A Bay Area tech company is claiming the world’s first delivery of goods by a self-driving car on public roads, after its electric cargo truck carried groceries from the posh Draeger’s grocery store in San Mateo to two nearby locations Tuesday.
“We’re making history today by reinventing deliveries,” said Udelv CEO Daniel Laury.
Udelv plans to use its single automated vehicle — which requires a backup driver as per state law — to start regular deliveries to customers of the San Mateo Draeger’s store after mid-February. But the Burlingame company has higher ambitions: It hopes to have 1,500 of its vehicles on the road by 2021 and it wants to work with major firms involved in delivery such as store chains, Amazon and UPS, Laury said.
“This new machine is a revolution for retailers, shippers and delivery companies,” Laury said.
Udelv is targeting a lucrative market — McKinsey in October put the global cost of package delivery at more than $85 billion. But considerable obstacles remain for companies scrambling to use road-going robots to grab a piece of the pie.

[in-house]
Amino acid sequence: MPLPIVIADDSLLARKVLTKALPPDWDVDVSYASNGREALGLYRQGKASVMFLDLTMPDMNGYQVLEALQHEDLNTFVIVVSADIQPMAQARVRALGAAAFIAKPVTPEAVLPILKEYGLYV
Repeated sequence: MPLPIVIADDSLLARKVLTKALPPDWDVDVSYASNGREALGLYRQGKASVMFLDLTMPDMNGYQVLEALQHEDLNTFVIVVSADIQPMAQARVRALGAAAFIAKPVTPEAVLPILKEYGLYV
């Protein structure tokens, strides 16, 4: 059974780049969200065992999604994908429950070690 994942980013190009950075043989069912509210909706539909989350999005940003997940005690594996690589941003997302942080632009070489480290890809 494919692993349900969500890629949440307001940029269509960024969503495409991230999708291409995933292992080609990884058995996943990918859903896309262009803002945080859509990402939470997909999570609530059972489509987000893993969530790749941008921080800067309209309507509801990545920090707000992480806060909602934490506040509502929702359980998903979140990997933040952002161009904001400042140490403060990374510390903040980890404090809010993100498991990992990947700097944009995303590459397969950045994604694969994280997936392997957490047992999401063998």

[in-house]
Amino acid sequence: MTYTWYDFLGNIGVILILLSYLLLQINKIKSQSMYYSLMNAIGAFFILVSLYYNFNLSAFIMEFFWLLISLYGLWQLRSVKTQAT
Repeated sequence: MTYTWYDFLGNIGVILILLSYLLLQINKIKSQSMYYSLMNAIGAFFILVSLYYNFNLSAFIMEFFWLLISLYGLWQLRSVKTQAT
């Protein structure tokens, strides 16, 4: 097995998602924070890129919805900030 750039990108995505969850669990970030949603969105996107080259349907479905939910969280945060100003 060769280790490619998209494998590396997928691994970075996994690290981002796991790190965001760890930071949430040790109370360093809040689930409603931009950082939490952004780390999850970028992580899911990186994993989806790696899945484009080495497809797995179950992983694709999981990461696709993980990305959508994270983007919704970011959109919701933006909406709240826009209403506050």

For Udelv, technological, infrastructure and regulatory limitations mean the startup’s technology is more a first step than an ultimate solution to the problem of so-called “last-mile” delivery from businesses to consumers, said Gartner analyst Michael Ramsey.
“I love the technology,” Ramsey said. But he added, “I feel like at this point it’s kind of like … a very complex solution to a fairly simple problem.”
Instead of a robotic vehicle, a company could just hire someone for $15 an hour to make five or six deliveries per hour, for a cost of only about $3 per delivery, Ramsey said.
Actual cost savings could come when regulations allow for fully autonomous vehicles on public roads with no backup drivers, he noted, but it’s unclear when the federal and state governments may permit that.
Also, Udelv’s deliveries require the customer to meet the vehicle at the curb, where they use a mobile app to open the compartment holding their groceries. That means someone has to be home when the delivery occurs, Ramsey pointed out.
One possible solution would be curb-side boxes where a delivery vehicle can pull up and deposit goods, he said.
“Within 10 to 15 years, I expect that kind of infrastructure change will have to happen in order to make these autonomous-delivery solutions or even non-autonomous delivery solutions work better,” Ramsey said.
Udelv’s truck has 18 compartments in four different sizes, and a 60-mile range, so it can make deliveries to 18 different sites on one trip, Laury said. Top speed is 25 miles per hour, with a 700-pound carrying capacity.